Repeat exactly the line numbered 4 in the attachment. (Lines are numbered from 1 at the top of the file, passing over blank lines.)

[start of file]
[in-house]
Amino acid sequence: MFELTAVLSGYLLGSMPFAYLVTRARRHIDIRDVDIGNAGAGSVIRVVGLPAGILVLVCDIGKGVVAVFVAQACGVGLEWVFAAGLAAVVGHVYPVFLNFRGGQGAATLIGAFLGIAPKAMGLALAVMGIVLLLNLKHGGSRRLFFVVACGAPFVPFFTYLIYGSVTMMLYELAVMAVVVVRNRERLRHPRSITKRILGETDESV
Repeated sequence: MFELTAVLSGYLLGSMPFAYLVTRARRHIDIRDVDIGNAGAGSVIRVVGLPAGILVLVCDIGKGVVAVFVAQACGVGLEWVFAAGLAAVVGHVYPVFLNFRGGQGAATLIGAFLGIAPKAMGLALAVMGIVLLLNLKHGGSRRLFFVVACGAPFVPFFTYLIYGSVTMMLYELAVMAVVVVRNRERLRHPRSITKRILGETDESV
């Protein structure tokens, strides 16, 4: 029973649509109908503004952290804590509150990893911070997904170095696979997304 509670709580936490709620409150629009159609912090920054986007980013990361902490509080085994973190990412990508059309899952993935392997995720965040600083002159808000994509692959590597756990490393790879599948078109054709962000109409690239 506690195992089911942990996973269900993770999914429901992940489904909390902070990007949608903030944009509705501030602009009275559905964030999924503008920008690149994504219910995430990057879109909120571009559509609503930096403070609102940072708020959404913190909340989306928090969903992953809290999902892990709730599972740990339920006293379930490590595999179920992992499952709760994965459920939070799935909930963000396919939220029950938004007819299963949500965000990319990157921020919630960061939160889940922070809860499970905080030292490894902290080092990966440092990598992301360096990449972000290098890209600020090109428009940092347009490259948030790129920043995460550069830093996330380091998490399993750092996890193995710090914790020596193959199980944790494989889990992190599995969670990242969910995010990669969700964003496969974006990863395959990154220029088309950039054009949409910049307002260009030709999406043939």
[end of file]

């Protein structure tokens, strides 16, 4: 029973649509109908503004952290804590509150990893911070997904170095696979997304 509670709580936490709620409150629009159609912090920054986007980013990361902490509080085994973190990412990508059309899952993935392997995720965040600083002159808000994509692959590597756990490393790879599948078109054709962000109409690239 506690195992089911942990996973269900993770999914429901992940489904909390902070990007949608903030944009509705501030602009009275559905964030999924503008920008690149994504219910995430990057879109909120571009559509609503930096403070609102940072708020959404913190909340989306928090969903992953809290999902892990709730599972740990339920006293379930490590595999179920992992499952709760994965459920939070799935909930963000396919939220029950938004007819299963949500965000990319990157921020919630960061939160889940922070809860499970905080030292490894902290080092990966440092990598992301360096990449972000290098890209600020090109428009940092347009490259948030790129920043995460550069830093996330380091998490399993750092996890193995710090914790020596193959199980944790494989889990992190599995969670990242969910995010990669969700964003496969974006990863395959990154220029088309950039054009949409910049307002260009030709999406043939």